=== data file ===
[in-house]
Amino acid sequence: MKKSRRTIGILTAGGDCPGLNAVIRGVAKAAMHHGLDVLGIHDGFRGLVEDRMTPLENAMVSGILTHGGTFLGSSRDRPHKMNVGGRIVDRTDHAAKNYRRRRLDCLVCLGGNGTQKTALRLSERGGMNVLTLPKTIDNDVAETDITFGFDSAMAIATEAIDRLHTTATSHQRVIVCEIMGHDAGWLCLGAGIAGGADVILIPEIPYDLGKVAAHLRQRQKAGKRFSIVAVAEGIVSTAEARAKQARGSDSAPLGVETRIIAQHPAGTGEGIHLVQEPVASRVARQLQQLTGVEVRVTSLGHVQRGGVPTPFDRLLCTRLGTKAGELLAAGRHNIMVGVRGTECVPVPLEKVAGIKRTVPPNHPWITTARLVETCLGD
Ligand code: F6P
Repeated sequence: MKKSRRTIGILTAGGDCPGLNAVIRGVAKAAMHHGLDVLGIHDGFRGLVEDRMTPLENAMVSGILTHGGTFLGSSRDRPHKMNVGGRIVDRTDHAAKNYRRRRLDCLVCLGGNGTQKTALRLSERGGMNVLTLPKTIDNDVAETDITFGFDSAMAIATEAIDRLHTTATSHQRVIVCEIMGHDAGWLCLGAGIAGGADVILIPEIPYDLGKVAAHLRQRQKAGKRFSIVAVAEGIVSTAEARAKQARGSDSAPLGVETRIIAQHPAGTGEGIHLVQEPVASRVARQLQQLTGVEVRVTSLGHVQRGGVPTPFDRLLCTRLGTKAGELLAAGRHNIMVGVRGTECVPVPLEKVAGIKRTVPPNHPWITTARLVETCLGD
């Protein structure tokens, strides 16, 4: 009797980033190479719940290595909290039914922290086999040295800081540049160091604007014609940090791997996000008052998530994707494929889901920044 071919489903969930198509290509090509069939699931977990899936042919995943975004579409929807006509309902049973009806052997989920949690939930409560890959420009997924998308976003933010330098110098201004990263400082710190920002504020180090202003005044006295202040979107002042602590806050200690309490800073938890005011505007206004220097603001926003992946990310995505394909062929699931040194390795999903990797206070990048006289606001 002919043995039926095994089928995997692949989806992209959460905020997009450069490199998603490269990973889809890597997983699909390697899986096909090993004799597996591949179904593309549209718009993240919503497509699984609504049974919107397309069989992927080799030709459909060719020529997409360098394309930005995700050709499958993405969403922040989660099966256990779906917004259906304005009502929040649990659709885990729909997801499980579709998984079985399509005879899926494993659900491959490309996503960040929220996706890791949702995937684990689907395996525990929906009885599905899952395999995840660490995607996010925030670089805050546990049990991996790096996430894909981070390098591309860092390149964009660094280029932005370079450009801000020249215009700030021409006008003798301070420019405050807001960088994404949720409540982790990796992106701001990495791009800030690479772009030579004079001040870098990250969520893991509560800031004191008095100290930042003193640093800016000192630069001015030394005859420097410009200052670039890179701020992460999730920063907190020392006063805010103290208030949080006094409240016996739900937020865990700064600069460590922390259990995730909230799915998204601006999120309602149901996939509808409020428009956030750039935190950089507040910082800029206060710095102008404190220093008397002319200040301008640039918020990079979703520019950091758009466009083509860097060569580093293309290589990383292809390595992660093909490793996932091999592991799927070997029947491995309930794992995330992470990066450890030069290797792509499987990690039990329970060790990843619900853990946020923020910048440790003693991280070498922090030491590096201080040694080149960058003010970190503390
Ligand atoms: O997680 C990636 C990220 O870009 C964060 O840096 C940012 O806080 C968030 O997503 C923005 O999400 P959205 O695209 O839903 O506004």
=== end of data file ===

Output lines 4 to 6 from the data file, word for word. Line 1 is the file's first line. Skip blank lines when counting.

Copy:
Repeated sequence: MKKSRRTIGILTAGGDCPGLNAVIRGVAKAAMHHGLDVLGIHDGFRGLVEDRMTPLENAMVSGILTHGGTFLGSSRDRPHKMNVGGRIVDRTDHAAKNYRRRRLDCLVCLGGNGTQKTALRLSERGGMNVLTLPKTIDNDVAETDITFGFDSAMAIATEAIDRLHTTATSHQRVIVCEIMGHDAGWLCLGAGIAGGADVILIPEIPYDLGKVAAHLRQRQKAGKRFSIVAVAEGIVSTAEARAKQARGSDSAPLGVETRIIAQHPAGTGEGIHLVQEPVASRVARQLQQLTGVEVRVTSLGHVQRGGVPTPFDRLLCTRLGTKAGELLAAGRHNIMVGVRGTECVPVPLEKVAGIKRTVPPNHPWITTARLVETCLGD
């Protein structure tokens, strides 16, 4: 009797980033190479719940290595909290039914922290086999040295800081540049160091604007014609940090791997996000008052998530994707494929889901920044 071919489903969930198509290509090509069939699931977990899936042919995943975004579409929807006509309902049973009806052997989920949690939930409560890959420009997924998308976003933010330098110098201004990263400082710190920002504020180090202003005044006295202040979107002042602590806050200690309490800073938890005011505007206004220097603001926003992946990310995505394909062929699931040194390795999903990797206070990048006289606001 002919043995039926095994089928995997692949989806992209959460905020997009450069490199998603490269990973889809890597997983699909390697899986096909090993004799597996591949179904593309549209718009993240919503497509699984609504049974919107397309069989992927080799030709459909060719020529997409360098394309930005995700050709499958993405969403922040989660099966256990779906917004259906304005009502929040649990659709885990729909997801499980579709998984079985399509005879899926494993659900491959490309996503960040929220996706890791949702995937684990689907395996525990929906009885599905899952395999995840660490995607996010925030670089805050546990049990991996790096996430894909981070390098591309860092390149964009660094280029932005370079450009801000020249215009700030021409006008003798301070420019405050807001960088994404949720409540982790990796992106701001990495791009800030690479772009030579004079001040870098990250969520893991509560800031004191008095100290930042003193640093800016000192630069001015030394005859420097410009200052670039890179701020992460999730920063907190020392006063805010103290208030949080006094409240016996739900937020865990700064600069460590922390259990995730909230799915998204601006999120309602149901996939509808409020428009956030750039935190950089507040910082800029206060710095102008404190220093008397002319200040301008640039918020990079979703520019950091758009466009083509860097060569580093293309290589990383292809390595992660093909490793996932091999592991799927070997029947491995309930794992995330992470990066450890030069290797792509499987990690039990329970060790990843619900853990946020923020910048440790003693991280070498922090030491590096201080040694080149960058003010970190503390
Ligand atoms: O997680 C990636 C990220 O870009 C964060 O840096 C940012 O806080 C968030 O997503 C923005 O999400 P959205 O695209 O839903 O506004």